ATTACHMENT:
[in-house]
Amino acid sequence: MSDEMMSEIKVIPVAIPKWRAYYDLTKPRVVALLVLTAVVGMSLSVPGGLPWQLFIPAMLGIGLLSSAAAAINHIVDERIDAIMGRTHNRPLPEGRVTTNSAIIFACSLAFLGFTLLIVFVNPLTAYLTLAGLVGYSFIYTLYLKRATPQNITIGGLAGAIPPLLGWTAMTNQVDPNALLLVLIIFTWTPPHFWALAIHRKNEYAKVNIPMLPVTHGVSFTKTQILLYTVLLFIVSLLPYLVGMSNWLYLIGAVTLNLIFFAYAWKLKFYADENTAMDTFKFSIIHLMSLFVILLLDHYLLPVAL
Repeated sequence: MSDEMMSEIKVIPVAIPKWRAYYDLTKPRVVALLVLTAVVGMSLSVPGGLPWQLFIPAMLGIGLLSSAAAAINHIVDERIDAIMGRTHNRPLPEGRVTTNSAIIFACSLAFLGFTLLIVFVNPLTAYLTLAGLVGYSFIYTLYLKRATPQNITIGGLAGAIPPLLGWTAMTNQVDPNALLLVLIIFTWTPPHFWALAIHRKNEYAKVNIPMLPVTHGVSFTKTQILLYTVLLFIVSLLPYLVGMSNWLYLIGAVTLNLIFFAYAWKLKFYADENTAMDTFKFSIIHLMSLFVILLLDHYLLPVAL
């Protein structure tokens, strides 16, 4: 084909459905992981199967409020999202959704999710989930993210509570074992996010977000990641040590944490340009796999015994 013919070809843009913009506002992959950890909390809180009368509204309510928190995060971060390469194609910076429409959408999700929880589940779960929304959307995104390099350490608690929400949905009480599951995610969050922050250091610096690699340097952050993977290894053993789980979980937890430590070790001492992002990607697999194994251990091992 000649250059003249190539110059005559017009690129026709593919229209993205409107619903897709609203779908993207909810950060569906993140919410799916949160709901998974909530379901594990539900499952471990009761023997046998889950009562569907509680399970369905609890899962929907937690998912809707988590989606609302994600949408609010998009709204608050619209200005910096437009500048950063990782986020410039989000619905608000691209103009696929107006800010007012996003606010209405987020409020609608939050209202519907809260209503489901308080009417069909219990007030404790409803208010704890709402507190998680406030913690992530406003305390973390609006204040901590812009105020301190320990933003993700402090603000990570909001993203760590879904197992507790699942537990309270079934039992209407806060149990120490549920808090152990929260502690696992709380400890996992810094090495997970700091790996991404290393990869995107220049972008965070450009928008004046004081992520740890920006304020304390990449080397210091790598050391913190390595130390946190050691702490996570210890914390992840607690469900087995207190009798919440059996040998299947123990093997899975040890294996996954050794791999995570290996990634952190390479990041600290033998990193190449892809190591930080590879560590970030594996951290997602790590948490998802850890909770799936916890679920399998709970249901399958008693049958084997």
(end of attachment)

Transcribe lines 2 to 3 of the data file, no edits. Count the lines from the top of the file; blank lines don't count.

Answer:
Amino acid sequence: MSDEMMSEIKVIPVAIPKWRAYYDLTKPRVVALLVLTAVVGMSLSVPGGLPWQLFIPAMLGIGLLSSAAAAINHIVDERIDAIMGRTHNRPLPEGRVTTNSAIIFACSLAFLGFTLLIVFVNPLTAYLTLAGLVGYSFIYTLYLKRATPQNITIGGLAGAIPPLLGWTAMTNQVDPNALLLVLIIFTWTPPHFWALAIHRKNEYAKVNIPMLPVTHGVSFTKTQILLYTVLLFIVSLLPYLVGMSNWLYLIGAVTLNLIFFAYAWKLKFYADENTAMDTFKFSIIHLMSLFVILLLDHYLLPVAL
Repeated sequence: MSDEMMSEIKVIPVAIPKWRAYYDLTKPRVVALLVLTAVVGMSLSVPGGLPWQLFIPAMLGIGLLSSAAAAINHIVDERIDAIMGRTHNRPLPEGRVTTNSAIIFACSLAFLGFTLLIVFVNPLTAYLTLAGLVGYSFIYTLYLKRATPQNITIGGLAGAIPPLLGWTAMTNQVDPNALLLVLIIFTWTPPHFWALAIHRKNEYAKVNIPMLPVTHGVSFTKTQILLYTVLLFIVSLLPYLVGMSNWLYLIGAVTLNLIFFAYAWKLKFYADENTAMDTFKFSIIHLMSLFVILLLDHYLLPVAL